Opera Game

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The Opera Game was an 1858 chess game played at an opera house in Paris between the American chess master Paul Morphy and two strong amateurs: the German noble Karl II, Duke of Brunswick and the French aristocrat Comte Isouard de Vauvenargues. It is among the most famous of chess games. Duke Karl and Count Isouard consulted together, playing as partners against Morphy. The game is often used by chess instructors to teach the importance of rapid development of one's pieces, the value of sacrifices in mating combinations, and other chess concepts.


The game[edit]

White: Paul Morphy   Black: Duke of Brunswick and Count Isouard   Opening: Philidor Defence (ECO C41)
Paris 1858

1. e4 e5 2. Nf3 d6

This is Philidor's Defence, named after François-André Danican Philidor, the leading chess master of the second half of the 18th century and a pioneer of modern chess strategy. He was also a noted opera composer. It is a solid opening, but slightly passive, and it ignores the important d4-square. Most modern players prefer 2...Nc6, and 2...Nf6 (the Petrov Defence) is also popular at master level.

3. d4 Bg4?!

Though 3...Bg4 is considered an inferior move today, this was accepted theory at the time.[1] Today 3...exd4 or 3...Nf6 are usual. Philidor's original idea, 3...f5, is a risky alternative.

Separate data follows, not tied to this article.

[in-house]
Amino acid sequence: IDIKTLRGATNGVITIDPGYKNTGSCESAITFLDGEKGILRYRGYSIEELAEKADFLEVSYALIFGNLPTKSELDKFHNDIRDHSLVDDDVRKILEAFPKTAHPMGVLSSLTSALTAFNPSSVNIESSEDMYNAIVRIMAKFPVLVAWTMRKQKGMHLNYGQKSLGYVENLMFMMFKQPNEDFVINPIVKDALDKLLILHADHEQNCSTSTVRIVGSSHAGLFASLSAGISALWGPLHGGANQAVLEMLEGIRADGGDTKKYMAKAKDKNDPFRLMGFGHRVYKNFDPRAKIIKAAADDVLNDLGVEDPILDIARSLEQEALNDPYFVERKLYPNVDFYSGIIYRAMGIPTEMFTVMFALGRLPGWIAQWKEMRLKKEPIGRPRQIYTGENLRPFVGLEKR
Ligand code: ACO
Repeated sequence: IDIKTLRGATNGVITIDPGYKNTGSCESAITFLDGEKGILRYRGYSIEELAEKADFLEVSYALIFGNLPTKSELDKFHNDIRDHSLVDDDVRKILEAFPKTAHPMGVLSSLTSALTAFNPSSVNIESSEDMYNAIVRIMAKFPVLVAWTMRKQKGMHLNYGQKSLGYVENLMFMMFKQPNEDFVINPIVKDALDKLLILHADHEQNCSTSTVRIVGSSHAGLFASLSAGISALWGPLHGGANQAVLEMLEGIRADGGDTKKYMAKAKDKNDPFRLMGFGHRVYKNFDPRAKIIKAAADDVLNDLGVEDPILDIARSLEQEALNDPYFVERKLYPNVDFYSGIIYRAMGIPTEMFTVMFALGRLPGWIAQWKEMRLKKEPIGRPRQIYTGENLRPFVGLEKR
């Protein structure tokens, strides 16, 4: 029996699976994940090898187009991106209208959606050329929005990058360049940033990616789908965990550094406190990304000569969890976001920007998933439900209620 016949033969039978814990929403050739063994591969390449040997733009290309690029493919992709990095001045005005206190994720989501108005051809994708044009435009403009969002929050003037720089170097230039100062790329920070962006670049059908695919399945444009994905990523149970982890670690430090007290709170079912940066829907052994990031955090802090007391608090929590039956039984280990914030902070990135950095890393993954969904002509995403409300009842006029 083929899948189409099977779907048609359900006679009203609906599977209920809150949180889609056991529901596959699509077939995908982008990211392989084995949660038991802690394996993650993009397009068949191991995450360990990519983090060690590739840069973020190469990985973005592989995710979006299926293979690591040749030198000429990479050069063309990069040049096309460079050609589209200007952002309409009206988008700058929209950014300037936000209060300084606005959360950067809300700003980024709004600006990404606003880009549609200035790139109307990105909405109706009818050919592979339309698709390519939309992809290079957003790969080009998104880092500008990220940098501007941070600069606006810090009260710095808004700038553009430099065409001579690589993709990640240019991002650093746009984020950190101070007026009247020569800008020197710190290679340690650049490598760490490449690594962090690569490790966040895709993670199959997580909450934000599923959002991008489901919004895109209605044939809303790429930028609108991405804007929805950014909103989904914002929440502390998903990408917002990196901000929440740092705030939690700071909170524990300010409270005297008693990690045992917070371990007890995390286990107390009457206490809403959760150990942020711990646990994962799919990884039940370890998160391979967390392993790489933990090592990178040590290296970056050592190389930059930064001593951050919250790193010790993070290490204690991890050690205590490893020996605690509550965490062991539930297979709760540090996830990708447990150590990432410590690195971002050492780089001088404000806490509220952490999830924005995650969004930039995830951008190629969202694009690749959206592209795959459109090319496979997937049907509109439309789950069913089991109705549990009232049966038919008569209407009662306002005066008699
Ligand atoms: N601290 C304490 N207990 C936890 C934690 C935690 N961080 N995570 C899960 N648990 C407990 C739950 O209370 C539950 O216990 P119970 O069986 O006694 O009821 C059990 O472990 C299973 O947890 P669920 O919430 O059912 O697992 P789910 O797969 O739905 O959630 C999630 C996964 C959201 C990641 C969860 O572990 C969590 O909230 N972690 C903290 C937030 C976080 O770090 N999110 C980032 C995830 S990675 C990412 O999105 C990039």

4. dxe5 Bxf3

If 4...dxe5, then 5.Qxd8+ Kxd8 6.Nxe5 and White wins a pawn and Black has lost the ability to castle. Black, however, did have the option of 4...Nd7 5.exd6 Bxd6, when he's down a pawn but has some compensation in the form of better development.

5. Qxf3

Steinitz's recommendation 5.gxf3 dxe5 6.Qxd8+ Kxd8 7.f4 is also good, but Morphy prefers to keep the queens on. After Black recaptures the pawn on e5, White has a significant lead in development.

5...dxe5 6. Bc4 Nf6?

This seemingly sound developing move runs into a surprising refutation. After White's next move, both f7 and b7 will be under attack. Better would have been to directly protect the f7-pawn with the queen, making White's next move less potent.

7. Qb3 Qe7 (see diagram)

abcdefgh
8
Chessboard480.svg
a8 black rook
b8 black knight
e8 black king
f8 black bishop
h8 black rook
a7 black pawn
b7 black pawn
c7 black pawn
e7 black queen
f7 black pawn
g7 black pawn
h7 black pawn
f6 black knight
e5 black pawn
c4 white bishop
e4 white pawn
b3 white queen
a2 white pawn
b2 white pawn
c2 white pawn
f2 white pawn
g2 white pawn
h2 white pawn
a1 white rook
b1 white knight
c1 white bishop
e1 white king
h1 white rook
8
77
66
55
44
33
22
11
abcdefgh
Position after 7...Qe7
Black's only good move. White was threatening mate in two moves, for example 7...Nc6 8.Bxf7+ Ke7 (or Kd7) 9.Qe6#. 7...Qd7 loses the rook to 8.Qxb7 followed by 9.Qxa8 (since 8...Qc6? would lose the queen to 9.Bb5). Notice that 7...Qe7 saves the rook with this combination: 8.Qxb7 Qb4+ forcing a queen exchange.
Although this move prevents immediate disaster, Black is forced to block the f8-bishop, impeding development and kingside castling.

8. Nc3

Morphy could have won a pawn by 8.Qxb7 Qb4+ 9.Qxb4 Bxb4+. White can also win material with 8.Bxf7+ Qxf7 9.Qxb7, but Black has dangerous counterplay after 9...Bc5! and 10.Qxa8 0-0 or 10.Qc8+ Ke7 11.Qxh8 Bxf2+! In keeping with his style, Morphy prefers rapid development and initiative over material.